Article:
Early season trout – and it’s showtime

Words by:
Barry Grantham
Featured in:
May 2022

Although many trout fisheries remain open throughout the year, I always think of 1st April
as the start of the season.

Rather than fish one of the larger stillwater fisheries, I much prefer to fish in smaller waters. These can provide some challenging sport, and are ideal for the novice fly angler as well as those more experienced.

The lakes I usually fish and run as a syndicate for members only consist of two chalk bottomed gin clear pools. One lake is 2½ acres, the other is one acre in size. These are nestled away just on the edge of the Lincolnshire Wolds. So let us look at a memorable day I had here in early April, three years ago.

It is 8am, the sun is up and a gentle breeze is blowing. On the east bank there is a gentle ripple starting, about 40ft from the bank. I look for signs of fish. I notice a slight disturbance in the ripple just as it joins the calm water. A fish is taking something just below the water’s surface. I decide to attach two flies. On the end I attach a black midge pupae imitation and on the dropper 3ft along I attach a hatching midge pupae. The end midge pupae will fish about 1ft to 2ft down below the water’s surface, the hatching pupae just in the water’s film. Line grease is wiped on the nylon leader to 2ft from the end, missing out the dropper with the hatching midge so it will sink just below the surface of the water.

A cast is made so that the flies just land in the ripple. There is no need to retrieve the line. Fish move along these ripple edges looking for food. Where calm water joins rippled water, a food trap is created. It is essential that close contact is kept with the leader and flies. I do not let my fly line get a lot of slack.

I see some surface activity about 15ft away from my flies. A fish is moving closer along the ripple edge. My line tightens, I lift the rod: a fish is on. The fish is very strong, it goes deep and heads for the middle of the lake. Could this be one of the large brown trout that are in the lake? The rainbow trout tend to stay near the surface and make leaps out of the water trying to shake the hook free.

The brown trout tend to keep well down near the lake bottom when hooked. The fish makes several dashes, taking line from my reel and making the ratchet click loudly. Slowly the fish starts to tire and is drawn over the waiting landing net. Yes, it is a brown trout.

The fish is carefully unhooked. It has taken the end black buzzer. A photo is taken and the fish weighs 6lb 4oz, my best fish from the lake. I carefully place it back in the water. I hold it upright with my hand grasping it near its tail fin, gently moving it side to side. After about one minute the fish gives a sudden lunge and swims away safely.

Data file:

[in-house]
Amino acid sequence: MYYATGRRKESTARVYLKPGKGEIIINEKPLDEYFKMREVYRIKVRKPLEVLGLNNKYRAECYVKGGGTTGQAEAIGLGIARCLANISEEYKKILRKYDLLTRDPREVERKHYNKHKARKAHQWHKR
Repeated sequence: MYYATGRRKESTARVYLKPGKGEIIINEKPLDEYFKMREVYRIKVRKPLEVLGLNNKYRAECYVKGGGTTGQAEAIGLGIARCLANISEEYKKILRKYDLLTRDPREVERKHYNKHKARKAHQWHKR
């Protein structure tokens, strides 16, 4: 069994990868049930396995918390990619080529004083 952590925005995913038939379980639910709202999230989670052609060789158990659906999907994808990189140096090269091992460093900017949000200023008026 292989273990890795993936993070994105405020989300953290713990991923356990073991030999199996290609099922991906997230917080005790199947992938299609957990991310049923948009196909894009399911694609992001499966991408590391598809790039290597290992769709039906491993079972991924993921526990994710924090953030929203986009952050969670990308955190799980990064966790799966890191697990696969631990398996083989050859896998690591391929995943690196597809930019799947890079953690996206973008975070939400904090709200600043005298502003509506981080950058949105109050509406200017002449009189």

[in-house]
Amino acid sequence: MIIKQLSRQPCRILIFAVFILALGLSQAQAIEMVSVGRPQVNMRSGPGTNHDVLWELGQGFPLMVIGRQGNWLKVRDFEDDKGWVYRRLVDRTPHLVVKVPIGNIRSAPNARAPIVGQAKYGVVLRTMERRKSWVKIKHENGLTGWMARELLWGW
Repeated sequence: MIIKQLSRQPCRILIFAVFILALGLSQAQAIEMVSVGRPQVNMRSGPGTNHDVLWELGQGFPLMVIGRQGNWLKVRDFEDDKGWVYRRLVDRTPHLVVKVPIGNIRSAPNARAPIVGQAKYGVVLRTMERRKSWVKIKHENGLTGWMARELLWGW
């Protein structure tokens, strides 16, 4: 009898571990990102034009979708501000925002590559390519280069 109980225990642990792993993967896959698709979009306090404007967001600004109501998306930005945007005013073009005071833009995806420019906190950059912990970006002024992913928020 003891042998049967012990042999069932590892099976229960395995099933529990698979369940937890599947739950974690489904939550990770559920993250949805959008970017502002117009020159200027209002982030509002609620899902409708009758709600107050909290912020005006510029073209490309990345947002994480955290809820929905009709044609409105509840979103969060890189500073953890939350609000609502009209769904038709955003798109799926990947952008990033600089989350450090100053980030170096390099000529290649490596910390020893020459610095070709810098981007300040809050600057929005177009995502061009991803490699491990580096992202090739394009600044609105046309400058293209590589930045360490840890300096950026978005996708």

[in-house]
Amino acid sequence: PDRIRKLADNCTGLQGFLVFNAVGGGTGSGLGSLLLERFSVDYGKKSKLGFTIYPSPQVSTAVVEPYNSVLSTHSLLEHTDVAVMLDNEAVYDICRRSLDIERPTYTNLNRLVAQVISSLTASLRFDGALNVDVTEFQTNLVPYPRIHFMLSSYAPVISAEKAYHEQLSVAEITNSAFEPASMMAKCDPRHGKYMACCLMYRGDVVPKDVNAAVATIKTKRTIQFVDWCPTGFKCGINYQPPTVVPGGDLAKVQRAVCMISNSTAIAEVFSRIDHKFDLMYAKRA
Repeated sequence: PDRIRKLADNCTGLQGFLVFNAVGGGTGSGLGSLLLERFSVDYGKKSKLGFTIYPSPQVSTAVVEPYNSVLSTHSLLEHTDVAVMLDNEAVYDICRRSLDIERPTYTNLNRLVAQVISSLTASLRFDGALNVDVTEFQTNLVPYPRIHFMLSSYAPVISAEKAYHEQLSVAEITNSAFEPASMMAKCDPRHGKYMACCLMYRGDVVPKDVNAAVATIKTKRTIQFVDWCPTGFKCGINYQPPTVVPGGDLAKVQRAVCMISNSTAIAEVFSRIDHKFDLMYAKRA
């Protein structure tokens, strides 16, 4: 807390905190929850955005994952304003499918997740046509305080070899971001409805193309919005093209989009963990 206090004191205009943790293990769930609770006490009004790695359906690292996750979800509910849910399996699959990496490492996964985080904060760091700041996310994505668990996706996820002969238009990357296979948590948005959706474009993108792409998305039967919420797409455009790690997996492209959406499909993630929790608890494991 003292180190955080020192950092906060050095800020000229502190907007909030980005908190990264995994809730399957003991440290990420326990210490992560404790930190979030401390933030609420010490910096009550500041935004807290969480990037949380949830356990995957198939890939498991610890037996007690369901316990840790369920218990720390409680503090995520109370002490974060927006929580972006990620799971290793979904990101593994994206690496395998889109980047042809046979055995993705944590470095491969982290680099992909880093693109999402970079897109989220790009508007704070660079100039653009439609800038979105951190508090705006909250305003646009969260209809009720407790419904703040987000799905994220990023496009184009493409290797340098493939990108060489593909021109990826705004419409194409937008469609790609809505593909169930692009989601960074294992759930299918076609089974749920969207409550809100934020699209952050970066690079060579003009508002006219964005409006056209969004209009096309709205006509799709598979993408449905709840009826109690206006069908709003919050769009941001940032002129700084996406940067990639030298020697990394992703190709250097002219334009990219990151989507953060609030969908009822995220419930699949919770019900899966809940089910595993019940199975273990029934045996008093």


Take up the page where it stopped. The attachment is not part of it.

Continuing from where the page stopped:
What more can I do? I am very happy to have caught my best fish from the lake, so it’s sit back and relax. I can just watch the wildlife that is abundant around the lake. Yes, there is more to fishing than just catching fish.

It is now getting near country show time and the first one I am attending is the Burghley House

Game and Country Fair. There is plenty to see and do for all ages. There are arena demonstrations, falconry, gun dogs, horses, ferrets and of course fishing. There are plenty of trade stands from food to clothing and country items. I will be down at the fishing village along with another instructor and will be giving fly casting demonstrations throughout the day and giving fly casting tuition to anyone who wants a lesson, from complete novice to the more advanced who may want to improve their casting. All the tuition is given completely free of charge. The instructors are fully insured, DBS checked, have been on safeguarding courses, and hold first aid certificates. There is a casting competition open to novices who have a lesson with a prize for the best score over the show season.

This year at Burghley my Labrador, Drake will be showing off his skills as a fly fishing dog. He will be giving fishing demonstrations to youngsters and showing them how he catches trout!

Also in the fishing marquee will be fly dressing. Bob Lomax, one of the top fly dressing instructors from the Game Angling Instructors’ Association, will be demonstrating along with local fly dressers. Come along and have a go. Again there will be a free to enter fly tying competition open to novices only.

Clubs from Rutland and Grafham Water will also be in attendance. There will be tackle on display to try out or purchase, fly dressing items and Peter Waterhouse from Scottie products will have his full range of handmade fly tying products on display. I also will have my hand-built split bamboo rods and handmade pin reels on display.

So come along and join us at Burghley House on the 3rd, 4th and 5th June.


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